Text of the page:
Bringing Moos and Oinks Into the Food Debate

NEW YORK - The first farm animal Gene Baur ever snatched from a stockyard was a lamb he named Hilda.
calendar icon 25 July 2007
clock icon 3 minute read

That was 1986. She’s now buried under a little tombstone near the center of Farm Sanctuary, 180 acres of vegan nirvana here in the Finger Lakes region of upstate New York.

Back then, Mr. Baur was living in a school bus near a tofu factory in Pennsylvania and selling vegetarian hot dogs at Grateful Dead concerts to support his animal rescue operation.

Now, more than a thousand animals once destined for the slaughterhouse live here and on another Farm Sanctuary property in California. Farm Sanctuary has a $5.7 million budget, fed in part by a donor club named after his beloved Hilda. Supporters can sign up for a Farm Sanctuary MasterCard. A $200-a-seat gala dinner in Los Angeles this fall will feature seitan Wellington and stars like Emily Deschanel and Forest Whitaker.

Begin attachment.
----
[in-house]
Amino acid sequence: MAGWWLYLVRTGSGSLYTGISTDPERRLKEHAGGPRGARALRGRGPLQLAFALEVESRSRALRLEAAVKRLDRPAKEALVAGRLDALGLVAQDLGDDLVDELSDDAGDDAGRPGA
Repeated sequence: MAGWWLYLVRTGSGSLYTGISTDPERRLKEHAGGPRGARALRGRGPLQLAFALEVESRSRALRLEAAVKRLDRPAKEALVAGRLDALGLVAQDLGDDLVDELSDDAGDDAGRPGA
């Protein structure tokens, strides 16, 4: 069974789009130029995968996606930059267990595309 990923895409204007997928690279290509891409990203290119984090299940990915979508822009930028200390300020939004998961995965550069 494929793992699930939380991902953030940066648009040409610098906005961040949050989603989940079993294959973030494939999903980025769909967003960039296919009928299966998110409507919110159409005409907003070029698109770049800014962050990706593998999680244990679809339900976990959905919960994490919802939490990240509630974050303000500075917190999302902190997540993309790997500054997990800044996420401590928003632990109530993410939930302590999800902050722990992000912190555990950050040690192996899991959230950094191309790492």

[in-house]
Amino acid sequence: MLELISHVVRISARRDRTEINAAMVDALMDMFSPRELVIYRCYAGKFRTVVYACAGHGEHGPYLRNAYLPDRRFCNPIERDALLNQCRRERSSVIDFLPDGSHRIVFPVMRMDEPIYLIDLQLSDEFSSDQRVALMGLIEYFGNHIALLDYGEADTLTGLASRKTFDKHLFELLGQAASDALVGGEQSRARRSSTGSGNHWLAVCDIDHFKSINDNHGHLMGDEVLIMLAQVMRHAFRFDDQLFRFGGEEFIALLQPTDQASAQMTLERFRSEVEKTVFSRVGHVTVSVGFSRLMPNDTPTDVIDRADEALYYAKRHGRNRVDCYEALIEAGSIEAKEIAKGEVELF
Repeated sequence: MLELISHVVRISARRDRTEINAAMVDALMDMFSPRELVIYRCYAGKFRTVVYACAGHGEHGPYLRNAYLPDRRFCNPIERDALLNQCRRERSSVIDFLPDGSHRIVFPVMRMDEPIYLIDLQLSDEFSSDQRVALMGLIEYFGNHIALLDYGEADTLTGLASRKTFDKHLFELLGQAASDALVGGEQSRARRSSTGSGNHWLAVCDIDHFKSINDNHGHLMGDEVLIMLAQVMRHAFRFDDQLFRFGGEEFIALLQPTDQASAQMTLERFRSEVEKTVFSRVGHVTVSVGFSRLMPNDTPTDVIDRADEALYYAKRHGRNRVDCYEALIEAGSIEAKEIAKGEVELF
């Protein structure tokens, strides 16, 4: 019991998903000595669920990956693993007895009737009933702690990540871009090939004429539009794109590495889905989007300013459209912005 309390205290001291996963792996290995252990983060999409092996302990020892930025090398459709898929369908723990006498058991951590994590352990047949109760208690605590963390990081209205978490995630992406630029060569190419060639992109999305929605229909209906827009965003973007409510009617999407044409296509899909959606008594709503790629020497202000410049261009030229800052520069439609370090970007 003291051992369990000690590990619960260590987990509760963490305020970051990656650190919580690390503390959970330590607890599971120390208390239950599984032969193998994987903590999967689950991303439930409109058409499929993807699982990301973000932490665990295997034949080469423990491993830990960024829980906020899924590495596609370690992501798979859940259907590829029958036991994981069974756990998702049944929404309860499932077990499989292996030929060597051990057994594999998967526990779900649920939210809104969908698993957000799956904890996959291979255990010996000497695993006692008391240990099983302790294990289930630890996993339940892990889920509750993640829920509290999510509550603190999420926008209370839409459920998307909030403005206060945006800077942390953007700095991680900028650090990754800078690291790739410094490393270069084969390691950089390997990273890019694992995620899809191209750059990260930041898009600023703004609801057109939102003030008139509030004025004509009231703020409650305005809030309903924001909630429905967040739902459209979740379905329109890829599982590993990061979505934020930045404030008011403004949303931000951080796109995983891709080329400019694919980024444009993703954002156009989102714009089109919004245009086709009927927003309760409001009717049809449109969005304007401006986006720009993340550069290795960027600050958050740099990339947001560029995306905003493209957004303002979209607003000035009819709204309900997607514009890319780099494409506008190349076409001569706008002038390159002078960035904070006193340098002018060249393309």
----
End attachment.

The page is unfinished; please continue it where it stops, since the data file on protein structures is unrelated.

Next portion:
As Farm Sanctuary has grown, so too has its influence. Soon, due in part to the organization’s work, veal calves and pregnant pigs in Arizona won’t be kept in cages so tight they can’t turn around. Eggs from cage-free hens have become so popular that there is a national shortage. A law in Chicago bans the sale of foie gras.

And earlier this month, the New Jersey Supreme Court agreed to hear a case concerning common farming practices that a coalition led by Farm Sanctuary says are inhumane.

All of these developments reflect the maturation and sophistication of Mr. Baur and others in a network of animal activists who have more control over America’s dinner table than ever before.

Among animal rights groups, the 1980s were considered the decade of grass-roots activism. The 1990s saw the rise of court actions and ballot initiatives. This decade is about building budgets, influencing policy and cultivating elected officials, all with a deliberate focus on livestock.

Source: NewYorkTimes
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